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There is much interest from the general public on the issue of supposedly hypoallergenic and non-shedding dogs, which are often considered to be a good choice of pet for people who usually suffer from allergies to dogs. Surprisingly, much less is written about hypoallergenic cats, despite the fact that over twice as many people within the UK suffer from cat allergies than suffer from dog allergies.
Many potential pet owners love the idea of cat ownership, but have to make the difficult decision that keeping a cat is not a viable decision for them due to their sensitivity to allergy triggers from touching or spending time around cats. However, many cat owners and breeders believe that certain breeds of cat are significantly less likely to trigger allergies in people who are prone to suffering from them than most cats are, and this idea is certainly worthy of further investigation.
Read on to learn more about cat allergies, and the topic of hypoallergenic cats.
Certain proteins that are naturally produced by the cat can serve as an allergy trigger in people that are sensitive to them. The allergenic compounds that trigger an adverse reaction are usually the Fel d 1 protein, which is secreted by the sebaceous glands of the skin, and the Fel d 4 protein, which is present in the cat’s saliva. Direct contact with a cat, being within a home where a cat lives or even being in an area where a cat has previously been can all trigger an allergic reaction in people who are sensitive to cats. Symptoms can range from hay fever-like symptoms including sneezing, itchy eyes and a sore throat, up to coughing, wheezing and asthma attacks in more severe cases.
It is often assumed that it is cat fur or cat dander that causes an allergic reaction, but this is not entirely accurate. When a cat moults or sheds fur, this fur distributes the allergenic compounds present on the hair around the house, meaning that cats that shed a lot may cause more of a reaction than cats that do not; but the fur in and of itself is not the cause of the allergy trigger.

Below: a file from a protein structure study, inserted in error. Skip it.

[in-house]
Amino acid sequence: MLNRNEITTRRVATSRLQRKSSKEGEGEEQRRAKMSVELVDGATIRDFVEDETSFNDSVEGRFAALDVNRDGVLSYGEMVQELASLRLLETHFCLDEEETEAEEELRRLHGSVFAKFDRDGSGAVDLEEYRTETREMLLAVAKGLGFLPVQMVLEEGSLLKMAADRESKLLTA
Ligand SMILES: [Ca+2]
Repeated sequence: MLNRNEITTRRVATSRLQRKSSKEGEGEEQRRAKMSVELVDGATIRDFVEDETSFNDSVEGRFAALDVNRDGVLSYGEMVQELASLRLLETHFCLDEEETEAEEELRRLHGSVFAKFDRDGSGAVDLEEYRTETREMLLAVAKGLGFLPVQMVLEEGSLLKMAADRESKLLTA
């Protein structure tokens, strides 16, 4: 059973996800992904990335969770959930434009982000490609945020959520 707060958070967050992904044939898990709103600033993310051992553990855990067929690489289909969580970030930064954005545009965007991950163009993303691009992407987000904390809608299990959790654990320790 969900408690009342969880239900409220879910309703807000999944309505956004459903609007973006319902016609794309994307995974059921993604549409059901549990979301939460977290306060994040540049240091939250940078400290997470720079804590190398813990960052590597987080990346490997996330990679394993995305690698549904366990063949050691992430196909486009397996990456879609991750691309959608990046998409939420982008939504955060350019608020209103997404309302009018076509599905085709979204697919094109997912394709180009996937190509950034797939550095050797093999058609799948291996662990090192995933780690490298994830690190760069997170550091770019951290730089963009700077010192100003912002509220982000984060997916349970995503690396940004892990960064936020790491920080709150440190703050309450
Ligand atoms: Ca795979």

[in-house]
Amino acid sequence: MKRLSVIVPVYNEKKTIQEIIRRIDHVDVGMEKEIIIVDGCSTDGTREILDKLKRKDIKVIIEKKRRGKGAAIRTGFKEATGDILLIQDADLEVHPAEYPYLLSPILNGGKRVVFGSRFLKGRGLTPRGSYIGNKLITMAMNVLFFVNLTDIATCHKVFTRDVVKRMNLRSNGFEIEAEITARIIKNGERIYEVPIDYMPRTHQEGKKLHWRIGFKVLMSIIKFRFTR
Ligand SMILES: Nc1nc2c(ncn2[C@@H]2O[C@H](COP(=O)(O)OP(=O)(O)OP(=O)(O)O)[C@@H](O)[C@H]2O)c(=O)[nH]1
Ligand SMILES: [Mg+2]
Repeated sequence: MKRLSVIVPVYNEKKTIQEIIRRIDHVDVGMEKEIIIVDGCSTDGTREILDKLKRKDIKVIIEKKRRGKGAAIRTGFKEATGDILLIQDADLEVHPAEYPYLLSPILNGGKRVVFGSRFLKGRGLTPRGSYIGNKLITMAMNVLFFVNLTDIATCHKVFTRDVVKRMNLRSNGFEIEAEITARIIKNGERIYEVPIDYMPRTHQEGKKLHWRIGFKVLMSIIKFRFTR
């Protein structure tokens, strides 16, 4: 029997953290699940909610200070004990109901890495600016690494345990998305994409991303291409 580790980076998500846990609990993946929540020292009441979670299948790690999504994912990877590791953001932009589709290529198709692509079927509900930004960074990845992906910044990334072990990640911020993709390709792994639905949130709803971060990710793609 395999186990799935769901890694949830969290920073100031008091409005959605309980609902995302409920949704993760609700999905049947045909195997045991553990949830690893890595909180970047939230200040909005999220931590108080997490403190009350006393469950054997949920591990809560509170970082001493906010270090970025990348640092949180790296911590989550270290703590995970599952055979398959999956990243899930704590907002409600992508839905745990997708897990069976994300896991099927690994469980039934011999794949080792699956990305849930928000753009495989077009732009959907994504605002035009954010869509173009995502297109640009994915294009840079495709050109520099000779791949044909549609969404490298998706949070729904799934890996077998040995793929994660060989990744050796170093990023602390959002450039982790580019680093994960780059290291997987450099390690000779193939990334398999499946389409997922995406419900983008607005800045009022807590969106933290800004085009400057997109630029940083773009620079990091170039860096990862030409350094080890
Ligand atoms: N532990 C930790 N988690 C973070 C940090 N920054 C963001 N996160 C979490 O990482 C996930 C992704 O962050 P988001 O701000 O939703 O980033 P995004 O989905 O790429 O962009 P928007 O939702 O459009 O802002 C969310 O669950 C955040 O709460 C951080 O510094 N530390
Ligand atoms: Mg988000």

Being around a cat or in a home where a cat resides can be very uncomfortable for sufferers of cat allergies!
The term “hypoallergenic cat” technically means a cat that does not trigger allergies in people prone to suffering from them, which would usually indicate the absence of the various allergy-triggering proteins that usually cause a reaction altogether.
However, unfortunately for the allergy sufferer who would potentially like to own a cat, there really is no such thing as a genuinely hypoallergenic cat, as all cats produce the various feline protein compounds that can trigger allergies, although some cats produce less of them than others, and some cats secrete less of them than others.
This is where the myth of the truly hypoallergenic cat has arisen from; some cats will tend to cause a more pronounced reaction in allergy sufferers than other cats, and breeders and owners have observed over time that often, cats of certain breeds appear to have less or an effect on allergy sufferers than most other cats do.
Some of the reasons why certain breeds of cat may cause a less pronounced reaction or no reaction at all in allergy sufferers include:
It is important that all allergy sufferers bear in mind that there is no magic formula or guaranteed way to ensure that any given cat will not trigger their allergies. Some people find that they are absolutely fine with most cats, but that the odd one will suddenly trigger an allergic reaction with no warning. For other people, they may find that they are allergic to the vast majority of cats but occasionally come across one cat that does not affect them. The logistics of identifying how a person prone to allergies may react to any given cat is by no means an exact science, and involves a lot of trial and error and potential exposure to cats that may trigger their allergies! It should never be taken as a given that despite anecdotal evidence or the experience of other allergy sufferers, any particular cat of any given breed will be a safe pick for an allergy sufferer.
With that caution in mind, this list contains the main breeds and types of cats often referred to as “hypoallergenic ,” and that may potentially be a good place to start the hunt for a cat that will not trigger allergies.
Another cat to bear in mind is the Sphynx Cat, a hairless cat, although allergy sufferers have found that in some cases, Sphynx cats actually produce a worse reaction from close contact with them, as the allergenic protein compounds are concentrated on the skin.
It is also worth mentioning that female cats generally produce less of the allergenic proteins than males, and neutered males produce less than entire tomcats.
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